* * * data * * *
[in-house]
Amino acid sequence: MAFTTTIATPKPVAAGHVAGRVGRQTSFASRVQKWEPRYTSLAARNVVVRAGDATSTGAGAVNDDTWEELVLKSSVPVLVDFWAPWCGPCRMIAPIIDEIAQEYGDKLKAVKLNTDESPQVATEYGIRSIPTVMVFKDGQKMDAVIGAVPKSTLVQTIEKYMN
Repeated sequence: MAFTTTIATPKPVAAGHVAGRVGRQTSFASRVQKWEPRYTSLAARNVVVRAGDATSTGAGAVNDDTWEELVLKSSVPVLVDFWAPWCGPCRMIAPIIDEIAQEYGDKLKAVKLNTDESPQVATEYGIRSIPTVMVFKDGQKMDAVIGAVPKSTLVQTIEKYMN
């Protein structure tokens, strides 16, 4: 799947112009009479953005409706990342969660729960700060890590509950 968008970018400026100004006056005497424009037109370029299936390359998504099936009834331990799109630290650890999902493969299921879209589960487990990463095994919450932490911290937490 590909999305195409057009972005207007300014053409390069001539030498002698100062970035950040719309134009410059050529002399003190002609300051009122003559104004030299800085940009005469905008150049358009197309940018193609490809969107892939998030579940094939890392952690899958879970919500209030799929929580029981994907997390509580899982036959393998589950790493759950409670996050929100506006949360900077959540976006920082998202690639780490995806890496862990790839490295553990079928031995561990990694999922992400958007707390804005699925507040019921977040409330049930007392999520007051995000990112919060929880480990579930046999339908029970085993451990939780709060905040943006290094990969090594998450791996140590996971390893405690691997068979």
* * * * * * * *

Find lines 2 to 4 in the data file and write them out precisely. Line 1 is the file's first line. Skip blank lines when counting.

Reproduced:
Amino acid sequence: MAFTTTIATPKPVAAGHVAGRVGRQTSFASRVQKWEPRYTSLAARNVVVRAGDATSTGAGAVNDDTWEELVLKSSVPVLVDFWAPWCGPCRMIAPIIDEIAQEYGDKLKAVKLNTDESPQVATEYGIRSIPTVMVFKDGQKMDAVIGAVPKSTLVQTIEKYMN
Repeated sequence: MAFTTTIATPKPVAAGHVAGRVGRQTSFASRVQKWEPRYTSLAARNVVVRAGDATSTGAGAVNDDTWEELVLKSSVPVLVDFWAPWCGPCRMIAPIIDEIAQEYGDKLKAVKLNTDESPQVATEYGIRSIPTVMVFKDGQKMDAVIGAVPKSTLVQTIEKYMN
């Protein structure tokens, strides 16, 4: 799947112009009479953005409706990342969660729960700060890590509950 968008970018400026100004006056005497424009037109370029299936390359998504099936009834331990799109630290650890999902493969299921879209589960487990990463095994919450932490911290937490 590909999305195409057009972005207007300014053409390069001539030498002698100062970035950040719309134009410059050529002399003190002609300051009122003559104004030299800085940009005469905008150049358009197309940018193609490809969107892939998030579940094939890392952690899958879970919500209030799929929580029981994907997390509580899982036959393998589950790493759950409670996050929100506006949360900077959540976006920082998202690639780490995806890496862990790839490295553990079928031995561990990694999922992400958007707390804005699925507040019921977040409330049930007392999520007051995000990112919060929880480990579930046999339908029970085993451990939780709060905040943006290094990969090594998450791996140590996971390893405690691997068979």